Tanasia Brigman

(Rock Hill, S.C.) — People across the Winthrop University campus participated in the annual Denim Day, which is intended to raise awareness about sexual assault and protest myths about why women and girls are raped.

The event last month during sexual assault awareness month, on April 22, encouraged people to wear denim to protest against sexual violence.

Denim Day began in 1999 after the Italian Supreme Court overturned a rape conviction after the justices ruled the victim, who was wearing tight jeans, must have helped her assailant by removing the jeans, which they said implied consent.

“The following day, the women of the Italian Parliament came to work wearing jeans in solidarity with the victim,” said Katrina Gainey, an intern with the Winthrop Office of Victims Assistance (OVA) who helped organize the event.

The OVA provides services to survivors of sexual assault, domestic and dating violence, stalking and victims of crimes or discrimination based on bias. They also provide support and education programs intended to eradicate sexual violence.

“More awareness should be brought to the forefront regarding sexualized violence, so we’re able to combat this issue,” said Gainey.

“Clothing does not mean consent,” wrote Gainey, on the OVA Instagram account.

Many students participated in the campaign, who were asked to send photos of themselves wearing denim to the Office of Victims Assistance.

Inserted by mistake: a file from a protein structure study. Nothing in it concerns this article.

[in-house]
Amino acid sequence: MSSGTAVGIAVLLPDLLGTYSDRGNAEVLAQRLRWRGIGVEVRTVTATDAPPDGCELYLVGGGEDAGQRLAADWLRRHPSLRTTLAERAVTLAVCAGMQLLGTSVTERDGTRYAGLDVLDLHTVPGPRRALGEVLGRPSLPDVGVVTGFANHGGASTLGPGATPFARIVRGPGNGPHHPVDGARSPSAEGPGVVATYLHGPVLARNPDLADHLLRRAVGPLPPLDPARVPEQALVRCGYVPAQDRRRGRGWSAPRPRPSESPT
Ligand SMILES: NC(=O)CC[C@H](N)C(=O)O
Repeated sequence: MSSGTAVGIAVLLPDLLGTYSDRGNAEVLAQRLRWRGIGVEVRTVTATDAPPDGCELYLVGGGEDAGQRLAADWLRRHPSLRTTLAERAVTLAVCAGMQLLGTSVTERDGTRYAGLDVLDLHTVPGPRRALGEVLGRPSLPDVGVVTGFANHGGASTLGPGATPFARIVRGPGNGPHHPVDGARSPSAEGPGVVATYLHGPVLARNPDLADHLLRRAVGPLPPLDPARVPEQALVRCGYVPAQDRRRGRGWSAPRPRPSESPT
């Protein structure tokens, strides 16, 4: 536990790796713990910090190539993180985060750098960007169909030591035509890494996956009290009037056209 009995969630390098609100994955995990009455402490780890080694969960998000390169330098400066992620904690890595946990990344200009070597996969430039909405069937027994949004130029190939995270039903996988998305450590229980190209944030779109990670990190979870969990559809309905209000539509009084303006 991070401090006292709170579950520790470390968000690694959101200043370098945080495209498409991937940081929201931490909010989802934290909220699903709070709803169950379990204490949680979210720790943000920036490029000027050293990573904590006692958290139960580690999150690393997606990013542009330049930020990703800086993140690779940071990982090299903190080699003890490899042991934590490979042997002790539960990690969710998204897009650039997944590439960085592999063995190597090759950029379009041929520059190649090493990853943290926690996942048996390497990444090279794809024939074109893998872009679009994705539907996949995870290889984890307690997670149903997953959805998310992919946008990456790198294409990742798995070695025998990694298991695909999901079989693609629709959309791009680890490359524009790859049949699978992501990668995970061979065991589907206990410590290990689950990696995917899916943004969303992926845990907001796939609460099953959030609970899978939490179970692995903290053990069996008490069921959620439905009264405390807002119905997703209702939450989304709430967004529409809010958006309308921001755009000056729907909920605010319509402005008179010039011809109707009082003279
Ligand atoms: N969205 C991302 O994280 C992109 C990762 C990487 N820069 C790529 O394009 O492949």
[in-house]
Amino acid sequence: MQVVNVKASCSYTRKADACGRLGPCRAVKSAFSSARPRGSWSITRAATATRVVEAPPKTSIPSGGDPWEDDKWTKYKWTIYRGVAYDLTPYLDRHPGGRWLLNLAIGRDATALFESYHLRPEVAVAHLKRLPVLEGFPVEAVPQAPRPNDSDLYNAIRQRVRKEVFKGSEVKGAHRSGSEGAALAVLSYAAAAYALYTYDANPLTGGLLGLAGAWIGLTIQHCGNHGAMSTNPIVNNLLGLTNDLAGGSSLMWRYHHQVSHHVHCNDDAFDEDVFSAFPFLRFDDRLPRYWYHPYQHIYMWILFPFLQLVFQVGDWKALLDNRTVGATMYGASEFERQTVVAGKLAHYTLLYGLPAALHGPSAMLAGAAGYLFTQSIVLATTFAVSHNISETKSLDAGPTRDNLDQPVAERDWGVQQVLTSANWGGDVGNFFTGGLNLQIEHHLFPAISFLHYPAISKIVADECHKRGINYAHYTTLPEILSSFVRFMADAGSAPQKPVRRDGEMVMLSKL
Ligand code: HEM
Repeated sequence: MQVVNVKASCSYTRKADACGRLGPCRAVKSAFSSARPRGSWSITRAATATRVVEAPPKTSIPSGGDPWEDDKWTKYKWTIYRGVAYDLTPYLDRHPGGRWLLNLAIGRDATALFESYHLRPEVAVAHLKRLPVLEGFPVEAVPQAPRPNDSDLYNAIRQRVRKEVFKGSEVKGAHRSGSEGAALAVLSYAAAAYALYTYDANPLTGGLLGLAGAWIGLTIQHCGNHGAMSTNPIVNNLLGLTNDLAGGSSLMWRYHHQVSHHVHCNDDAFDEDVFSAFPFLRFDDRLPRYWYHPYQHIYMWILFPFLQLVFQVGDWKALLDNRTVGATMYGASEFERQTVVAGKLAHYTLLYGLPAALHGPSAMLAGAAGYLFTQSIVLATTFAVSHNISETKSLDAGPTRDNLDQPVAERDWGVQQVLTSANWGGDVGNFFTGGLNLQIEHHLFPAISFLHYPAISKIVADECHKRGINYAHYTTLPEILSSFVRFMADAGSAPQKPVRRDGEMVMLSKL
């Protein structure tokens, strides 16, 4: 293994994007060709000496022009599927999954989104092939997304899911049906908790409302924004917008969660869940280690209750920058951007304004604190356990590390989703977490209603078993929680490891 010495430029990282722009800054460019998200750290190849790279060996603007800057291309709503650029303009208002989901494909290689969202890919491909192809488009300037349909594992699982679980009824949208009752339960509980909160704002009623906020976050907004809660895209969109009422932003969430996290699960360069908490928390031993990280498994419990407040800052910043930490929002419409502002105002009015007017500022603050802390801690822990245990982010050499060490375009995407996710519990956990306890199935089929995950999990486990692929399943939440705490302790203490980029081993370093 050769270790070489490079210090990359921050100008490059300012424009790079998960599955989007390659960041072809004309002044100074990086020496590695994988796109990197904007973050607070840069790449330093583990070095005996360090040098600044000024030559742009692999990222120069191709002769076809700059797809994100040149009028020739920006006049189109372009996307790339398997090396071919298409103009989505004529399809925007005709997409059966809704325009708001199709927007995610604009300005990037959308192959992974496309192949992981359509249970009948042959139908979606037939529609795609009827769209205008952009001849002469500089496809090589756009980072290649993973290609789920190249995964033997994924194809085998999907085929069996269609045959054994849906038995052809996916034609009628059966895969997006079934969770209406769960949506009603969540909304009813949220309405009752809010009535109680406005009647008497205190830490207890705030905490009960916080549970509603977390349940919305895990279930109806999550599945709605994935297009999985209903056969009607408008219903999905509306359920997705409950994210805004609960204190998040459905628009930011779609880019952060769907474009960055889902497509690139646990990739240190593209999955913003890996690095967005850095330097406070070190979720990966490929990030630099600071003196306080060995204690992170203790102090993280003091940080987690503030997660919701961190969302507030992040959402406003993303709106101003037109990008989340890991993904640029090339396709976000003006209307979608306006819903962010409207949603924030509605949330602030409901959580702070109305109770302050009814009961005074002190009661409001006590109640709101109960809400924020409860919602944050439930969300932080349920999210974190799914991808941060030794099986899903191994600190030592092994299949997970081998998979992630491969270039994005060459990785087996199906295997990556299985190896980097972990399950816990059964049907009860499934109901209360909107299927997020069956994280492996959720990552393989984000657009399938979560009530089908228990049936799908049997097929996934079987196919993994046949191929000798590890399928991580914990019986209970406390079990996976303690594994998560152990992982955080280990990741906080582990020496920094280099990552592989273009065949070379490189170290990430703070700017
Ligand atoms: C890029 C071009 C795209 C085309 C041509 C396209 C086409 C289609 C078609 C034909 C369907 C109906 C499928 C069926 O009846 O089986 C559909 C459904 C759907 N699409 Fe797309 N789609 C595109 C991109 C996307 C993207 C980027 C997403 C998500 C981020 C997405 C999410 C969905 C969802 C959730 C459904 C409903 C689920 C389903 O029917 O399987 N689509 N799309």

“I think the idea behind it is really good, because it is showcasing that no matter what you’re wearing, nobody has the right to touch your body or do anything to you. So the concept to me is great,” said Katherine Harper, a senior psychology major.

Other students said they felt a personal connection to the day and participated to support the people in their lives.

“For me things like that are always very important, because I have sexual assault survivors in my own life and it’s just always very important for me to represent for them (and) advocate for them,” said Miguel Caldwell, a sophomore elementary education major.

“So I was really like, ‘okay let’s go get this denim outfit together.’ Luckily I have a lot of denim in my closet,” said Caldwell.

He said the small gesture of wearing denim could show survivors there are people on campus who care about them.

“I’m representing you through what I’m wearing, but also I’m willing to fight for you. So I think that it is important for Winthrop to do things like that and I think that things like (Denim Day), kind of show the university that we do want to charge (the school) to have action when it comes to things like this,” said Caldwell.

Staff at the OVA say they hope events like Denim Day will help make students aware of the resources available on campus to provide support for survivors.